Bulhar

IsisPort of Isis
The defeated Reer Yunis Nuh moved westwards and established the port of Bulhar, which later became a trading rival to Berbera
The port was rejuvenated in the 19th century and was a rival to nearby Berbera.

Periplus of the Erythraean Sea

Periplus Maris ErythraeiPeriplusPeriplus of the Erythrean Sea
It is thought to be the city Malao described as 800 stadia beyond the city of the Avalites, described in the eighth chapter of the Periplus of the Erythraean Sea, which was written by a Greek merchant in the first century AD.
The ancient port city of Malao, situated in present-day Berbera in northwestern Somalia, is also mentioned in the Periplus:

Harar

HarrarHarar JugolHarar Jugol, the Fortified Historic Town
The major Somali clan of Isaaq in Somaliland, caravans from Harar and the interior, and Banyan merchants from Porbandar, Mangalore and Mumbai gathered to trade. According to Richard Francis Burton, who visited both Berbera and Harar during his travels, he repeated a famous Harari saying he heard in 1854:
Harar was very dependent on Berbera for trade since the Middle Ages.

Adal Sultanate

AdalSultanate of AdalAdal Kingdom
Berbera was a powerful and well built city that served as a major harbor port for various of powerful Somali Kingdoms in the Middle Ages like the early Adal Kingdom, Ifat Sultanate and Adal Sultanate.
Many of the historic cities in the Horn of Africa such as Abasa and Berbera flourished under its reign with courtyard houses, mosques, shrines, walled enclosures and cisterns.

Garhajis

Habar YoonisHabr YunisEidagale
On the other hand, the southerly trade route was shared between Garhajis and Habar Awal merchants, where they obtained livestock, acacia gum, myrrh, grain and ghee.
The Habar yoonis exercised real power over Zeila and its adjacent regions and had established themselves as a coastal power, with Sharmarke Ali Saleh (Musa Arreh) solidifying and consolidating his power in governing Zeila, Berbera and Tadjoura.

Duan Chengshi

Tuan Ch'eng-ShihDuan, Chengshi
Duan Chengshi, a Chinese Tang dynasty scholar, described in his written work of AD 863 the slave trade, ivory trade, and ambergris trade of Bobali, which is thought to be Berbera.
Duan is also known for describing in his written work of 863 AD the slave trade, ivory trade, and ambergris trade of Bobali, which believed to be what is now Berbera in Somalia, East Africa.

Battle of Tug Argan

Tug Argan
In August 1940, during the East African Campaign, British Somaliland was briefly occupied by Italy after a large invasion force defeated British colonial troops at the Battle of Tug Argan.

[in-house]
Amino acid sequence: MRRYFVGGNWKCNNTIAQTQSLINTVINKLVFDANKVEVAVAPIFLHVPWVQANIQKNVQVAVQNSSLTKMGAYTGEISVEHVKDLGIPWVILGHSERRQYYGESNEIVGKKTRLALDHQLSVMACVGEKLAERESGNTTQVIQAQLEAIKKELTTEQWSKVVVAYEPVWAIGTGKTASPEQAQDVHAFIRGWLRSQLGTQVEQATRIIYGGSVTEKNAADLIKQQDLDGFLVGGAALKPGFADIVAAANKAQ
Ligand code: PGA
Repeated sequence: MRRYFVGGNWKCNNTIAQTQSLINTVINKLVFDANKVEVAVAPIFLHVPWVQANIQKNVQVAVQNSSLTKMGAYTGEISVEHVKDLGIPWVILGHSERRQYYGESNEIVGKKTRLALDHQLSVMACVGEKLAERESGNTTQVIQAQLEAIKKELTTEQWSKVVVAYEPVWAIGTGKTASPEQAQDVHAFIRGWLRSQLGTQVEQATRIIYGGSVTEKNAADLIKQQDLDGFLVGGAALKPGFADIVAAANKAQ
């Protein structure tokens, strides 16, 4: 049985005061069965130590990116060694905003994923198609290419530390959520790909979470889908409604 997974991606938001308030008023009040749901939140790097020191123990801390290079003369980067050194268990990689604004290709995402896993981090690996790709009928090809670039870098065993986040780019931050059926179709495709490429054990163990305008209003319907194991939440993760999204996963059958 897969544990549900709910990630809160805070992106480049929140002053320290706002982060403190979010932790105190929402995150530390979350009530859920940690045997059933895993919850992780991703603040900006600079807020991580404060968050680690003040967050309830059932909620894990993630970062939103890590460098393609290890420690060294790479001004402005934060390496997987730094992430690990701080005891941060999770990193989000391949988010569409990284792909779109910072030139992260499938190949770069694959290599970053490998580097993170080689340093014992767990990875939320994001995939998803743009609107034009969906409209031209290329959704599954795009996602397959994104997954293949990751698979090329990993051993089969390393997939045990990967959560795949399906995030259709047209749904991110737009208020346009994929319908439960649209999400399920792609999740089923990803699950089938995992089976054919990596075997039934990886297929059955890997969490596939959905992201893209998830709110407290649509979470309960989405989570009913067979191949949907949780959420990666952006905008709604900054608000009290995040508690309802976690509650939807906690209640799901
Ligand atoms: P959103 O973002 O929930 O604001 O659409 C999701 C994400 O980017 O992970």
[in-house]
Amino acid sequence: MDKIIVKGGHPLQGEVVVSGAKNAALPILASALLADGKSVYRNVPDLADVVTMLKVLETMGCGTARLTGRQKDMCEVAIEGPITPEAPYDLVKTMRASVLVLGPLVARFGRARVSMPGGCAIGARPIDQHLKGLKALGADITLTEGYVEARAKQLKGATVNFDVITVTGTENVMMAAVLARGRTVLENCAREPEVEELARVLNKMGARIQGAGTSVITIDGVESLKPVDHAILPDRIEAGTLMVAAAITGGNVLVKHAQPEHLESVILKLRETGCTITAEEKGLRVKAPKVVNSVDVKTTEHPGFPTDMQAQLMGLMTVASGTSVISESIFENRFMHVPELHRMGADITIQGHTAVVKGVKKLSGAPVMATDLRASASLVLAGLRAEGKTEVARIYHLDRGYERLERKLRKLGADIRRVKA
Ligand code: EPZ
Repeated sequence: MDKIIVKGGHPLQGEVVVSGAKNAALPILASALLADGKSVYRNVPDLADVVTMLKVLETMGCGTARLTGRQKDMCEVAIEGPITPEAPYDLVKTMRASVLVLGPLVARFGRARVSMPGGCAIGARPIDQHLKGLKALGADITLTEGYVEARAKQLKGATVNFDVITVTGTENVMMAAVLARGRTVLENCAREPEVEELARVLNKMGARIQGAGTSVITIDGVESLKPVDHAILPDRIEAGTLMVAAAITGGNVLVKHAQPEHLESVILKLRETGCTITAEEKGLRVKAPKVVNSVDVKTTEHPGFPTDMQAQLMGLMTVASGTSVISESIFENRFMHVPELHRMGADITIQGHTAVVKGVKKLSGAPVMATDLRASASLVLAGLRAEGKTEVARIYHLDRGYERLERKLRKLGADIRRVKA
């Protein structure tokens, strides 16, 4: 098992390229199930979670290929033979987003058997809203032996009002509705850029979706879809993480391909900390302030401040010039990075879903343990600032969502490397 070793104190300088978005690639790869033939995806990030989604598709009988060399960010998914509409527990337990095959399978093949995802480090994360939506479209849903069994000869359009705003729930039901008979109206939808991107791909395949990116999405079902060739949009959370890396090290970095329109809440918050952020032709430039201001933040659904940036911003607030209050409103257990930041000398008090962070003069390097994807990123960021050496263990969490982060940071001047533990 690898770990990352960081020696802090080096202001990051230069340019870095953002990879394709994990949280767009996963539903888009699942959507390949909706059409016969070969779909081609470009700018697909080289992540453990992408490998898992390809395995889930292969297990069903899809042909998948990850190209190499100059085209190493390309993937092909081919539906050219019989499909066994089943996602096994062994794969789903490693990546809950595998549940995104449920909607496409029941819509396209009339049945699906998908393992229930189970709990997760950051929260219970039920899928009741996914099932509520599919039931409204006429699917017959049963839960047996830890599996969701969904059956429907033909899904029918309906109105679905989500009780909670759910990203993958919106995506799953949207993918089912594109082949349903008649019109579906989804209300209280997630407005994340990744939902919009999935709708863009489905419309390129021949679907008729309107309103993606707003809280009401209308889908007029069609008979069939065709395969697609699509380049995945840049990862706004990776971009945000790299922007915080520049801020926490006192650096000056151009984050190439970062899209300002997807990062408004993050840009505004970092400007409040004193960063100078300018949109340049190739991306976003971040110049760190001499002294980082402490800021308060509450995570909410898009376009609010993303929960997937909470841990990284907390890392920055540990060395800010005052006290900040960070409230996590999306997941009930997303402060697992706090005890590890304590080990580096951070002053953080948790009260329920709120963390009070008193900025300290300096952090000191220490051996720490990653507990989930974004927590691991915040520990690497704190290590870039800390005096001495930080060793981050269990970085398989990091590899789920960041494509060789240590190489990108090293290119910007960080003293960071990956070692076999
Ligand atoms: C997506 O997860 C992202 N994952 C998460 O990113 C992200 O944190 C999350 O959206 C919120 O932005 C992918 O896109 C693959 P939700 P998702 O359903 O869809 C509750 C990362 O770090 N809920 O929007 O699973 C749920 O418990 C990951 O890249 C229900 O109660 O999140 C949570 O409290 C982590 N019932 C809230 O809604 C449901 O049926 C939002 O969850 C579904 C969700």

Italian invasion forces were advancing northwards on a north-south road toward the colonial capital of Berbera through the Tug Argan gap (named after the dry riverbed tug running across it) in the Assa hills, when they encountered British units lying in fortified positions on a number of widely distributed hills across its breadth.

Winston Churchill

Sir Winston ChurchillChurchillChurchill, Winston
In fact, Winston Churchill once visited Berbera in 1907 when he was Under-Secretary of State for the Colonies, and he noted the protectorate be abandoned, since it was "unproductive, inhospitable, and the people are very hostile to occupation."
He travelled through France, Italy, Malta, and Cyprus, before moving through the Suez Canal to Aden and Berbera.

Port of Berbera

BerberaBerbera PortDP World Berbera
A number of products are exported through the Port of Berbera, including livestock, gum arabic, frankincense, and myrrh.
The Port of Berbera, also known as Berbera Port, is the official seaport of Berbera, the commercial capital of Somaliland.

Richard Francis Burton

Sir Richard BurtonRichard BurtonSir Richard Francis Burton
According to Richard Francis Burton, who visited both Berbera and Harar during his travels, he repeated a famous Harari saying he heard in 1854:
However, while the expedition was camped near Berbera, his party was attacked by a group of Somali waranle ("warriors") belonging to Isaaq clan.

Mocha, Yemen

MochaMokhaAl Mukha
Aden, Mocha and several other important ports in Southern Arabia were very dependent on Berbera for their goods.
Mocha was very dependent on imported coffee beans from present-day Ethiopia, which was exported by Somali merchants from Berbera across the Gulf of Aden.

Berbera Airport

BerberaBerbera International Airport
For air transportation, the city is served by the Berbera Airport.
Berbera International Airport is an airport in Berbera, a city in the northwestern Saahil province in Somaliland.

Italian conquest of British Somaliland

British Somalilandinvaded British Somalilandoccupied British Somaliland
In August 1940, during the East African Campaign, British Somaliland was briefly occupied by Italy after a large invasion force defeated British colonial troops at the Battle of Tug Argan.
Berbera, the biggest town and port, was ringed by desert and scrubland; in the cold season it had a population of about 30,000, falling to around 15,000 in the summer months.